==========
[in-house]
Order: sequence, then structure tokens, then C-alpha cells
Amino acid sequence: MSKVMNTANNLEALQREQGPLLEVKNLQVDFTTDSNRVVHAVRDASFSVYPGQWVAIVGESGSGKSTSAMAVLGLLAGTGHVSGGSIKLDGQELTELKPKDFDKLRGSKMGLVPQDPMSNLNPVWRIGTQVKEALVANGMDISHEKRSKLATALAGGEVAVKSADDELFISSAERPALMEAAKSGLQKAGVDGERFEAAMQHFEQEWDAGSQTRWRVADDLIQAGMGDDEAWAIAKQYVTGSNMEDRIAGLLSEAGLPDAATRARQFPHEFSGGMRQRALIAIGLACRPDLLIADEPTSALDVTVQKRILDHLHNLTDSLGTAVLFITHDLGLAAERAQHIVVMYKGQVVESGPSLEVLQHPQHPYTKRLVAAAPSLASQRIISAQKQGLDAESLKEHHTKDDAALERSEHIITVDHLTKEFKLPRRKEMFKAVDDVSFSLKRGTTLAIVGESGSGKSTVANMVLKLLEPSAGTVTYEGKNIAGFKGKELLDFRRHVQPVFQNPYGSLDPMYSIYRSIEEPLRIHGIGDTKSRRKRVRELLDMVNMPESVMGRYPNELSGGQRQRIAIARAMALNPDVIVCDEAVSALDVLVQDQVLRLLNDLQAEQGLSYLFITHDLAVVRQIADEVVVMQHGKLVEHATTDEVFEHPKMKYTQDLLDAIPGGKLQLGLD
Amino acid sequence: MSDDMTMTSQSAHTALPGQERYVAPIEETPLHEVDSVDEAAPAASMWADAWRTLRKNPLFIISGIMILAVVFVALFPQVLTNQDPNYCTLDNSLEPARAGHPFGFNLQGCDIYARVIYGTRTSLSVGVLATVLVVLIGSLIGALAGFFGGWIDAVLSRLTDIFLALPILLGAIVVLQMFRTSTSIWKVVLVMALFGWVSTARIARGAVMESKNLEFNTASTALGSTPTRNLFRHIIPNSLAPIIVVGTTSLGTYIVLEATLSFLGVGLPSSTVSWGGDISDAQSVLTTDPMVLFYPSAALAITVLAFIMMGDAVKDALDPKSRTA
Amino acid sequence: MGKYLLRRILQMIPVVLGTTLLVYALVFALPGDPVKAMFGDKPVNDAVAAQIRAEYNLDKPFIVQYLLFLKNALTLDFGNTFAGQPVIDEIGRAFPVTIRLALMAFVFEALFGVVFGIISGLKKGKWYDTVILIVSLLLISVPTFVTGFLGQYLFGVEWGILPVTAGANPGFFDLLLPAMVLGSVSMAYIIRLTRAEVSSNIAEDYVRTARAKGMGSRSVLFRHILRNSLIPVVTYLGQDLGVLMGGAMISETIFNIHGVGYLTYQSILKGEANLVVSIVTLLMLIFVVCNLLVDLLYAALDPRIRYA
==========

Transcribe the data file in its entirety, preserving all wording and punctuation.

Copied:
[in-house]
Order: sequence, then structure tokens, then C-alpha cells
Amino acid sequence: MSKVMNTANNLEALQREQGPLLEVKNLQVDFTTDSNRVVHAVRDASFSVYPGQWVAIVGESGSGKSTSAMAVLGLLAGTGHVSGGSIKLDGQELTELKPKDFDKLRGSKMGLVPQDPMSNLNPVWRIGTQVKEALVANGMDISHEKRSKLATALAGGEVAVKSADDELFISSAERPALMEAAKSGLQKAGVDGERFEAAMQHFEQEWDAGSQTRWRVADDLIQAGMGDDEAWAIAKQYVTGSNMEDRIAGLLSEAGLPDAATRARQFPHEFSGGMRQRALIAIGLACRPDLLIADEPTSALDVTVQKRILDHLHNLTDSLGTAVLFITHDLGLAAERAQHIVVMYKGQVVESGPSLEVLQHPQHPYTKRLVAAAPSLASQRIISAQKQGLDAESLKEHHTKDDAALERSEHIITVDHLTKEFKLPRRKEMFKAVDDVSFSLKRGTTLAIVGESGSGKSTVANMVLKLLEPSAGTVTYEGKNIAGFKGKELLDFRRHVQPVFQNPYGSLDPMYSIYRSIEEPLRIHGIGDTKSRRKRVRELLDMVNMPESVMGRYPNELSGGQRQRIAIARAMALNPDVIVCDEAVSALDVLVQDQVLRLLNDLQAEQGLSYLFITHDLAVVRQIADEVVVMQHGKLVEHATTDEVFEHPKMKYTQDLLDAIPGGKLQLGLD
Amino acid sequence: MSDDMTMTSQSAHTALPGQERYVAPIEETPLHEVDSVDEAAPAASMWADAWRTLRKNPLFIISGIMILAVVFVALFPQVLTNQDPNYCTLDNSLEPARAGHPFGFNLQGCDIYARVIYGTRTSLSVGVLATVLVVLIGSLIGALAGFFGGWIDAVLSRLTDIFLALPILLGAIVVLQMFRTSTSIWKVVLVMALFGWVSTARIARGAVMESKNLEFNTASTALGSTPTRNLFRHIIPNSLAPIIVVGTTSLGTYIVLEATLSFLGVGLPSSTVSWGGDISDAQSVLTTDPMVLFYPSAALAITVLAFIMMGDAVKDALDPKSRTA
Amino acid sequence: MGKYLLRRILQMIPVVLGTTLLVYALVFALPGDPVKAMFGDKPVNDAVAAQIRAEYNLDKPFIVQYLLFLKNALTLDFGNTFAGQPVIDEIGRAFPVTIRLALMAFVFEALFGVVFGIISGLKKGKWYDTVILIVSLLLISVPTFVTGFLGQYLFGVEWGILPVTAGANPGFFDLLLPAMVLGSVSMAYIIRLTRAEVSSNIAEDYVRTARAKGMGSRSVLFRHILRNSLIPVVTYLGQDLGVLMGGAMISETIFNIHGVGYLTYQSILKGEANLVVSIVTLLMLIFVVCNLLVDLLYAALDPRIRYA